For years I have preached the story of the Heinlein-Hubbard Wager. Any time Scientology or Hubbard came up in conversation, I would merrily launch into the tale of the wager and do my pedantic duty to relay poorly researched information. It never occurred to me that it may not be true. It seemed so plausible, especially so once I read some of the Scientology theological history.

The most common version of the story goes something like this:
Robert Heinlein and L. Ron Hubbard, two good friends and legendary contributors to the golden age of science fiction, are sitting at a bar/dinner table/convention table and discussing the nature of religion/mass hypnosis/writers wages when Hubbard exclaims "The way to make a million dollars is to start a religion" or "Writing for a penny a word is ridiculous, if a man really wanted to make a million dollars, he would start a religion." or one of several variations on the same theme. The legend continues by claiming that Heinlein and Hubbard then entered into a wager to see who could start a religion the fastest and make the most money. Heinlein’s entry was Stranger In a Strange Land.

The myth was spread and gained popularity for many of the same reasons that all myths persist, it has the potential to be true and it has a root in fact. It's an easy story to believe, two men renowned for their outspoken opinions decided to create religions, one of them succeeds with Scientology and the resultant theology sounds strikingly similar to most of his fiction. Few people besides Scientologists take Scientology seriously or even consider it a religious faith. For many people this only further reinforces the idea that Scientology is contrived and has certainly aided in the belief that its genesis was a wager.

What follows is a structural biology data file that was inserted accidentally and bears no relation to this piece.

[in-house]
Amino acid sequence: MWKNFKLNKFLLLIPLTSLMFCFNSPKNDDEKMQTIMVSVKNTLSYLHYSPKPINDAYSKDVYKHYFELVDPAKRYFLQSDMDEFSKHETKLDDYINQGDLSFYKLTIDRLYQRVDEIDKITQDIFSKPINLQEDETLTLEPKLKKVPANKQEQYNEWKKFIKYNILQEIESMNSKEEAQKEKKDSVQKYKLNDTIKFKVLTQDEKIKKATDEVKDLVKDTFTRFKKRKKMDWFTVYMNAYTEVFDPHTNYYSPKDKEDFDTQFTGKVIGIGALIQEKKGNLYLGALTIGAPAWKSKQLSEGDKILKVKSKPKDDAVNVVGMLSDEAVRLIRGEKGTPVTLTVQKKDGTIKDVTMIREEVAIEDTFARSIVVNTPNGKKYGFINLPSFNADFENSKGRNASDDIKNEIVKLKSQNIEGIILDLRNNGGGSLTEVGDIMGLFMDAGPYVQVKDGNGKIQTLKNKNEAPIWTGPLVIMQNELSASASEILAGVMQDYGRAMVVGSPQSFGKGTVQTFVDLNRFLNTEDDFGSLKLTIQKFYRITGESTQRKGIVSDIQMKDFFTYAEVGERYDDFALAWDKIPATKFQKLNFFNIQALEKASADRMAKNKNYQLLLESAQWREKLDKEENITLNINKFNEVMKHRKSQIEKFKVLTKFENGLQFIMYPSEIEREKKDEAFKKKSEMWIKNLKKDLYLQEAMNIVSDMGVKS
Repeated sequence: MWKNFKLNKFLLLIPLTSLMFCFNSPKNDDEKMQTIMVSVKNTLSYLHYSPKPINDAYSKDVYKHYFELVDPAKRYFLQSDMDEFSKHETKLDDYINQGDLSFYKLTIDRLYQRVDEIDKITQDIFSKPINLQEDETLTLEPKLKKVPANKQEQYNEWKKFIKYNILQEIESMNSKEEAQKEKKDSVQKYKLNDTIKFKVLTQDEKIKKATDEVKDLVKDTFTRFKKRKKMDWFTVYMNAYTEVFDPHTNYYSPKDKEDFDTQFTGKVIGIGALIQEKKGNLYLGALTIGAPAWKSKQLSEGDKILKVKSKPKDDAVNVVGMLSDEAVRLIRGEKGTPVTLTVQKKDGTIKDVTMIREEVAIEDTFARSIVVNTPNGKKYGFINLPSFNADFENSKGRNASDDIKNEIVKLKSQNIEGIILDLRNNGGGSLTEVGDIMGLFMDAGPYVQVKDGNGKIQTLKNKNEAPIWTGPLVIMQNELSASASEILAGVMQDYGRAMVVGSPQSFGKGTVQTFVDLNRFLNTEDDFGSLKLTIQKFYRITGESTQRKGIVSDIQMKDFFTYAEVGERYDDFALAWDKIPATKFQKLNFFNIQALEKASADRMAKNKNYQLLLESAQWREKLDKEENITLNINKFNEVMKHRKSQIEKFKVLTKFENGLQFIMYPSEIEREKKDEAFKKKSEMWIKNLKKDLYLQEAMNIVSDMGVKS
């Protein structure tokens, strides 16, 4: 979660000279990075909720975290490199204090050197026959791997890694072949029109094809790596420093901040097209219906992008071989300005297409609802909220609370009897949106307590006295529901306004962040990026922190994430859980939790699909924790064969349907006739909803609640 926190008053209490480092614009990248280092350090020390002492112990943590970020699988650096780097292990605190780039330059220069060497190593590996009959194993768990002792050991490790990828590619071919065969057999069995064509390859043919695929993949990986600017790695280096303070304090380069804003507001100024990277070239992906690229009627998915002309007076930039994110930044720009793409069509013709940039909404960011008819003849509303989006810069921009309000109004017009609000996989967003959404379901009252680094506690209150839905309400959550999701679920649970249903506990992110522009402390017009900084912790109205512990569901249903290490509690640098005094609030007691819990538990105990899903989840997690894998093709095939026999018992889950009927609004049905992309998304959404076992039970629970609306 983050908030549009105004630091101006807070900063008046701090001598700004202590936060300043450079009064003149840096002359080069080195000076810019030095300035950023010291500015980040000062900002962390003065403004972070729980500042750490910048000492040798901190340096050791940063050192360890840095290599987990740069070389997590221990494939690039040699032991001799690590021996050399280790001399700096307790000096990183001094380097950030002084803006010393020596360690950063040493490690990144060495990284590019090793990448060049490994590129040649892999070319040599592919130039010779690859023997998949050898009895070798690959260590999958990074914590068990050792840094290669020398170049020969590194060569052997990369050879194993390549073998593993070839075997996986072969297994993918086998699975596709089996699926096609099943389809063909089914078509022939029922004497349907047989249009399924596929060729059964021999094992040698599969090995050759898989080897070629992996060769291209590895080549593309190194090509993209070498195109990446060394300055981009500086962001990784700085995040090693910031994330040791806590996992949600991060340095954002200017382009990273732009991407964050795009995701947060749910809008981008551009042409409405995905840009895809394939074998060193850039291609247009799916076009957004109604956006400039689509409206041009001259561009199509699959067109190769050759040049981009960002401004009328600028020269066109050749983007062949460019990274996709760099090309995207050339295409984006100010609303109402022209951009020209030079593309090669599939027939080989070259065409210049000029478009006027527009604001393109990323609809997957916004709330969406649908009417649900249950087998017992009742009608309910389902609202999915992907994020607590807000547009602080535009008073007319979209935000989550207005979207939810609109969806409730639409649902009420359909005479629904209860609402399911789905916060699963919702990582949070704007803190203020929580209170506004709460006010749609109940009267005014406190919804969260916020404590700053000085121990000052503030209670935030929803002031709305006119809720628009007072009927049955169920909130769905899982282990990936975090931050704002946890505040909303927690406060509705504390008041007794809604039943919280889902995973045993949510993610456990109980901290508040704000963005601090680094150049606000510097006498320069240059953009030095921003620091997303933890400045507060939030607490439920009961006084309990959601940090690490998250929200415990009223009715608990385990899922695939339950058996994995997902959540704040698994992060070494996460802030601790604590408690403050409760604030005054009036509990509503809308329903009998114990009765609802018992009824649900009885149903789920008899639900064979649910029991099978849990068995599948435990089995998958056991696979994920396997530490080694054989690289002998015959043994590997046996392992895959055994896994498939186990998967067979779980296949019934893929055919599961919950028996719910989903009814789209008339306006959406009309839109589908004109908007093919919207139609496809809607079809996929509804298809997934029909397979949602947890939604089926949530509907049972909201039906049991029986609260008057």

Eventually someone I was doing the disservice of attempting to spread this myth to called me on it and asked me to produce proof. I no longer remembered where I had received the information from myself, but I seemed to recall that Harlan Ellison had been the source of it. I commenced to researching the topic and the more I discovered the less likely it seemed that the myth was true. The only evidence available in favor of the myth were second hand accounts or different variations of the same story I had been telling.

An associate claimed that Larry Niven told her a variation of the myth while doing the waltz at a convention. Another claimed, as I had believed, that Ellison had mentioned the same thing in an interview. Others believed the wager was made at a Los Angeles convention in the 50's but had heard it from someone who was present although not engaged in the conversation personally.